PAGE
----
Previous to acting full-time, Karin worked as a sexual assault prevention educator for the Sexual Abuse Prevention Network. She is well-schooled on the subject matter. “With my work, I literally spent two years talking about this constantly.” she explains. Couple that with being a proud feminist, and you’ve got someone who is pretty determined to see some change and she believes that theatre has a unique power to stimulate that change. “I think theatre can hold change in a way that conversations sometimes can’t. Being in a room with live bodies in this generous format which can be beautiful and sad and visually stunning. That has a capacity to shift how people think. Or even to allow people to breathe the same thing for awhile.”

The personal impact of working in the area of sexual abuse prevention followed by a month of sustained performances of Jane Doe no doubt leaves its mark on the soul. She has noticed that sexual violence and awareness of personal safety have slipped into her conscious thought more than they used to. She has had to reflect on moments in her own past in uncomfortable ways which while ultimately valuable has been a challenging process to work through. And then there is the weight. “I get tired though,” she admits, “I get tired.” But she says that it has built an enormous capacity for empathy within her. She says that she is "filled with admiration and respect for women generally, and especially those who work in the sector. “I carry that around with me,” she says, “and it’s a beautiful feeling of solidarity.”  

The shift in content with Body Double is a welcome change. “It’s so fun! There’s a lot of humour and joyousness in the show. It’s also really hard because some of it’s about disappointment, unfulfillment, weirdly a lot of it is about love and that can be hard to reflect on but it’s also a show about pleasure.”

“People often consider me a pessimist or maybe even a fatalist, but at the heart of it I am a haggard optimist."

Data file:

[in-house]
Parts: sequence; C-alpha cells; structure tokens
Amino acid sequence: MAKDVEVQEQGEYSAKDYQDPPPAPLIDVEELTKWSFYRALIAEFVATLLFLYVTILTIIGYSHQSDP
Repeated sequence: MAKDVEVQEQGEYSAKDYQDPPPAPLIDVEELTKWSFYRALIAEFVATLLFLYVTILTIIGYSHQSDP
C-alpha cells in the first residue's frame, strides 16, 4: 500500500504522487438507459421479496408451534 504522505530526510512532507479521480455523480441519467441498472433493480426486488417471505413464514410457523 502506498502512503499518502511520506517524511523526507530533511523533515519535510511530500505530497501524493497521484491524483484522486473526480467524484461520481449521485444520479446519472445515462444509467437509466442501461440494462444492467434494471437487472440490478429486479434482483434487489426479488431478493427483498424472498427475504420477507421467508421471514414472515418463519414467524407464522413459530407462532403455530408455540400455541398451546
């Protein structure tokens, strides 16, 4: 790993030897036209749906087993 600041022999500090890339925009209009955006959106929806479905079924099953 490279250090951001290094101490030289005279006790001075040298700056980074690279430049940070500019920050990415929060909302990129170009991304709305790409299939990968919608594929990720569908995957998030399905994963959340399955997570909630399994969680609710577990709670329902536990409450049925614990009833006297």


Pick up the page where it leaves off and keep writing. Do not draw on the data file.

But ‘hard’ is not something that Karin shies away from. Both Jane Doe and Body Double have challenged her to some pretty serious introspection. There are big personal barriers that have to be overcome to truly embrace these themes and be able to perform them with integrity and honesty; necessary ingredients to convince an audience to continue to consider these topics beyond the theatre.

For Karin, she says that her journey of understanding desire has been framed around “actually having a connection between the body and the mind and being able to think through what do I want physically outside of what you’ve been told to want, or outside of what someone wants from you.” Working through that has been the first challenge, the next will be taking those personal insights and experiences to the stage and revelling in this taboo subject in front of friends and strangers.

Through their vulnerability in subject matter and on stage, Eleanor, Julia and Karin are challenging us to take these conversations and broaden them. To talk, to laugh, to support and share in our own desire and sexuality in a way that broadens the collective understanding of what defines female sexuality. At the heart of this work is an optimism that is ultimately uplifting; an optimism that says, despite the weight of all this history, we can change this. “People often consider me a pessimist or maybe even a fatalist,” Karin confesses, “but at the heart of it I am a haggard optimist. I think we can change things and we can all work together in a way that solves problems that we face. There’s lots of people that would roll their eyes and say ‘we can’t change rape culture. It will always be a problem’, and I don’t agree. I think we can end it.

Body Double plays:

  • Premiere season opens at BATS Theatre, Wellington, 10th - 25th November, 8pm (Book here).
  • Auckland Arts Festival, 21st - 29th March 2018, 8pm, Q Loft (Book here).





Written by

Hannah Mackintosh

1 Nov 2017

Hannah is a Wellington-based writer, community organiser and lover of stories.